(fl Schneeberg, 1550; d Schneeberg, 6 April 1605). German painter. His father Martin Krodel, also a painter, probably came to Schneeberg from Hungary. Martin Krodel and Matthias's uncle Wolfgang painted entirely in the style of Lucas Cranach I (see Cranach, (1)). Matthias's first authenticated works are ten repeatedly overpainted frescoes of Christ and the Apostles (1568; St Wolfgangskirche, ex-Schneeberg: St Paul, St Bartholomew and St John the Baptist in the Hospitalkirche, Schneeberg, others destr. 1945). The superb half-length portrait of Paul Goepfer (d 1599), a goldsmith from Schneeberg (1570; Brunswick, Herzog Anton Ulrich-Mus.), sets Goepfer's sharp, almost exaggerated features against a landscape with the conversion of Saul on the right, and on the left a ship with three warriors fleeing before it, a psalmic allusion to hope in God. Krodel has adopted the light, cold colouring used by Lucas Cranach II (see Cranach, (2)). The panel of the Interrogation of St Paul (Schneeberg, Wolfgangskirche) is still finer, constituting a major work of German painting of that period. The Roman Emperor in his desperation (a similar figure type to those associated with Cornelis Engelbrechtszoon), Paul sustained by his faith and the soldiers thronging about him are powerfully depicted against rich architecture, with the distinctive addition of a small gnome dressed as a miner. From an altarpiece with two wings (Mügeln, Pfarrkirche), commissioned in 1582 by Bishop Johann von Haugwitz of Meissen, only the third section with the Agony in the Garden, the Crucifixion and the Resurrection survives, still impressive in part. The portrait of the Schneeberg councillor Franz Brehm (1591; Dresden, Gemäldegal. Alte Meister) is also notable, though Krodel's powers declined from c. 1590.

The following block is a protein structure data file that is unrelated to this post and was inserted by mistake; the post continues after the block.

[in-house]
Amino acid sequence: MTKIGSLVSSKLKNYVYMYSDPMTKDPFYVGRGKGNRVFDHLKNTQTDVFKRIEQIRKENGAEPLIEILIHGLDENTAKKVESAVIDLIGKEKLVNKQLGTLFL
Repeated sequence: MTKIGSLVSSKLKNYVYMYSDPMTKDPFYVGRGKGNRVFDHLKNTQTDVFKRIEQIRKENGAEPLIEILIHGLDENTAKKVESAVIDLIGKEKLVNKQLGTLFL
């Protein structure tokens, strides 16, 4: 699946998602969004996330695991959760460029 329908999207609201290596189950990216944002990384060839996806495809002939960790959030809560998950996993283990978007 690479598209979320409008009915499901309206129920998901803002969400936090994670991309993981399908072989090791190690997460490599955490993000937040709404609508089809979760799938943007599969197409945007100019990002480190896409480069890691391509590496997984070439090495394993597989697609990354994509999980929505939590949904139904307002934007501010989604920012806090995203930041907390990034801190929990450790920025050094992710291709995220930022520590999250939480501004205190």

From The Grove Encyclopedia of Northern Renaissance Art in Oxford Reference.
Subjects: Renaissance Art.